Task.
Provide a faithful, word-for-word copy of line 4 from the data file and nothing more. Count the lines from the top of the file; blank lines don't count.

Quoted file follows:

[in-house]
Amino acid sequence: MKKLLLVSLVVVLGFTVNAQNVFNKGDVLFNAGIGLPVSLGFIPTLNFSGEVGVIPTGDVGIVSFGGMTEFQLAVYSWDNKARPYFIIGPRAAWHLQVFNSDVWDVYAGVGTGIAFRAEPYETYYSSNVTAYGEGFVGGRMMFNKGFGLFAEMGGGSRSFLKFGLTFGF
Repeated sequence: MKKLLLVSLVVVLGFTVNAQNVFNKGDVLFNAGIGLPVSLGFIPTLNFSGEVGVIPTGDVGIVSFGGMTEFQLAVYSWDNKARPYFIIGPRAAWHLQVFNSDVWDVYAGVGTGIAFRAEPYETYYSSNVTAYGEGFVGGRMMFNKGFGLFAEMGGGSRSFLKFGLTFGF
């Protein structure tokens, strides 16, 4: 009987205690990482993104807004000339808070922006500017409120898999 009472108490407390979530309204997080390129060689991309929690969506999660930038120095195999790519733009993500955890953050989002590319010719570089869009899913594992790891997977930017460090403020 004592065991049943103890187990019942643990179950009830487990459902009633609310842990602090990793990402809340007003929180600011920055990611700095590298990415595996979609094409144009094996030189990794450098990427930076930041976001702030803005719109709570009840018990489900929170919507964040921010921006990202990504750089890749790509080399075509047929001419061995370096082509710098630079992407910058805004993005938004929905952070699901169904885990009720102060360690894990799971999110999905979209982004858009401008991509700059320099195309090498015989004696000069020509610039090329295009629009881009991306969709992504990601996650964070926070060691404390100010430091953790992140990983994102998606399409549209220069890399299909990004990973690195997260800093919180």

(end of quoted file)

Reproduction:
């Protein structure tokens, strides 16, 4: 009987205690990482993104807004000339808070922006500017409120898999 009472108490407390979530309204997080390129060689991309929690969506999660930038120095195999790519733009993500955890953050989002590319010719570089869009899913594992790891997977930017460090403020 004592065991049943103890187990019942643990179950009830487990459902009633609310842990602090990793990402809340007003929180600011920055990611700095590298990415595996979609094409144009094996030189990794450098990427930076930041976001702030803005719109709570009840018990489900929170919507964040921010921006990202990504750089890749790509080399075509047929001419061995370096082509710098630079992407910058805004993005938004929905952070699901169904885990009720102060360690894990799971999110999905979209982004858009401008991509700059320099195309090498015989004696000069020509610039090329295009629009881009991306969709992504990601996650964070926070060691404390100010430091953790992140990983994102998606399409549209220069890399299909990004990973690195997260800093919180």